Colorado Sen. Michael Bennet ended his long-shot presidential bid Tuesday, failing to break out of a crowded Democratic field dominated by other moderate candidates, including Joe Biden, Pete Buttigieg, and Amy Klobuchar.
Bennet, 55, was a late entrant to the race who staked his bid largely on trying to win New Hampshire. He only formally announced his candidacy in late April, after completing treatment for prostate cancer.
“We weren’t able to get much in the way of name identification in the state,” Bennet said shortly after polls closed in New Hampshire. “We didn’t have the resources to compete. … I’m frustrated because I think we did have something to contribute in terms of the agenda.”
Bennet dropped out of the race shortly after entrepreneur Andrew Yang announced his own departure Tuesday night, bringing the Democratic presidential field to single digits.
Bennet ran on a centrist platform and instead of embracing “Medicare for All” and free college, Bennet ran on what he called his “Real Deal” platform. Those included annual payments of at least $3,000 to families with children under age 18, allowing people to buy into an expanded form of Medicare and a $1 trillion housing affordability plan.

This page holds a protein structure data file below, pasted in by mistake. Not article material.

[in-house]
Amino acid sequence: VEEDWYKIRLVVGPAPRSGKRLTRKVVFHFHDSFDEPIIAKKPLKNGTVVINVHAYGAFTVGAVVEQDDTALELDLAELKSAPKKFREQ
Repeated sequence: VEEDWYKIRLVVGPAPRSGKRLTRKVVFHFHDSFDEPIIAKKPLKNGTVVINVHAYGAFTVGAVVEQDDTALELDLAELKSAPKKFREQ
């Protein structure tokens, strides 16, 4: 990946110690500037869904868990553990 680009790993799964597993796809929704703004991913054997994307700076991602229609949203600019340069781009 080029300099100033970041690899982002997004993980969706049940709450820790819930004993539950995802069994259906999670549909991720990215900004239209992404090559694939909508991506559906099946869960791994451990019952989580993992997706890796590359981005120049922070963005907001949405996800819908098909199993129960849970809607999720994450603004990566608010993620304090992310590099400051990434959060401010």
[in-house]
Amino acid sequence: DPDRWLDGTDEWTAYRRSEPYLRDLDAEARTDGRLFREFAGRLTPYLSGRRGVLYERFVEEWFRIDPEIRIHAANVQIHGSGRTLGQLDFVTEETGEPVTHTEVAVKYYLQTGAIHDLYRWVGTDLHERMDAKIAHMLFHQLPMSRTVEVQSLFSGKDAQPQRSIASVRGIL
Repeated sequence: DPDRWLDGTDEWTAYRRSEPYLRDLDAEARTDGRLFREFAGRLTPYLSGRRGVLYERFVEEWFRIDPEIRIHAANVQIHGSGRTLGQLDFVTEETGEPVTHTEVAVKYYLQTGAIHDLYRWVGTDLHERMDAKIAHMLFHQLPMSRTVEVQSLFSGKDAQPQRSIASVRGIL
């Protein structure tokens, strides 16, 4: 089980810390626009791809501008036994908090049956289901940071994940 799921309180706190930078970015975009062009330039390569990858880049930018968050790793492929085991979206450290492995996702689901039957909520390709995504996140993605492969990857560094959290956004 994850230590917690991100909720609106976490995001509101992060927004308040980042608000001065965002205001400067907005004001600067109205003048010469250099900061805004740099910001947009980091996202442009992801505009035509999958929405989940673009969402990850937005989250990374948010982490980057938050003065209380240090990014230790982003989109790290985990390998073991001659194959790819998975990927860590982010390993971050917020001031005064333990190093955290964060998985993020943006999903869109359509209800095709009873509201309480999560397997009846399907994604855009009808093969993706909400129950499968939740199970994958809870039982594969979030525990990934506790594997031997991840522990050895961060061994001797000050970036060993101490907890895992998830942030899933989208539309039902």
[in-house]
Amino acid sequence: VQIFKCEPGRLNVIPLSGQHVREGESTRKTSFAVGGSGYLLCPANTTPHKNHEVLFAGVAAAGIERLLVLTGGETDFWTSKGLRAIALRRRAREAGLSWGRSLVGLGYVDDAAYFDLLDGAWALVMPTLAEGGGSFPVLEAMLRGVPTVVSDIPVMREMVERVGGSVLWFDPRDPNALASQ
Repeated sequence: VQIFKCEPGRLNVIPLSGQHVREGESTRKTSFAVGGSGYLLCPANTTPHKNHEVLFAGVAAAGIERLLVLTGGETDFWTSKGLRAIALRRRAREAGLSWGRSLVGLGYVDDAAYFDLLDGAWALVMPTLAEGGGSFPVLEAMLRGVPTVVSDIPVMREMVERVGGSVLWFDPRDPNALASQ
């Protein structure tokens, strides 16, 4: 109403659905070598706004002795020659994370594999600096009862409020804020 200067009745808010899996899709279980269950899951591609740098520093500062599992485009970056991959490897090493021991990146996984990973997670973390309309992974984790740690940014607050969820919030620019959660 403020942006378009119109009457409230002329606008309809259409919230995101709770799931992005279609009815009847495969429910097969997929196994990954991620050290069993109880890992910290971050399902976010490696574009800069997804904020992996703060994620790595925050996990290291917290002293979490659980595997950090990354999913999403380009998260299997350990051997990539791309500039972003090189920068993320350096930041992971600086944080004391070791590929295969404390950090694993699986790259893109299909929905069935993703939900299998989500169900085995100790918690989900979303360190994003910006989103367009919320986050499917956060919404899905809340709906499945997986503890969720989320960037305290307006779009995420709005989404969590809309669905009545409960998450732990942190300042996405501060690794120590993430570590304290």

Bennet struggled to register in the polls and he hovered in the bottom tier of the field even as he campaigned more in New Hampshire than other candidates, with 50 town halls in the final ten weeks. After July, Bennet never polled high enough or raised enough money to qualify for the debate stage again.
Bennet’s late entry also hobbled him. Because of his cancer diagnosis, he had to delay his candidacy, and he barely qualified for the first presidential debate. Bennet quickly began pushing back against the Democratic National Committee’s increasingly stringent debate qualification rules, complaining it was an unfair advantage for the staples of cable television who had been campaigning months, or even years, earlier.
In the end, he staked his bet on the path blazed by his political mentor, former Colorado Sen. Gary Hart, who scored a surprise win in New Hampshire in the 1984 Democratic presidential primary and almost won the nomination. Bennet pledged to hold 50 town halls in New Hampshire during the final weeks of the campaign and spent almost every spare moment there.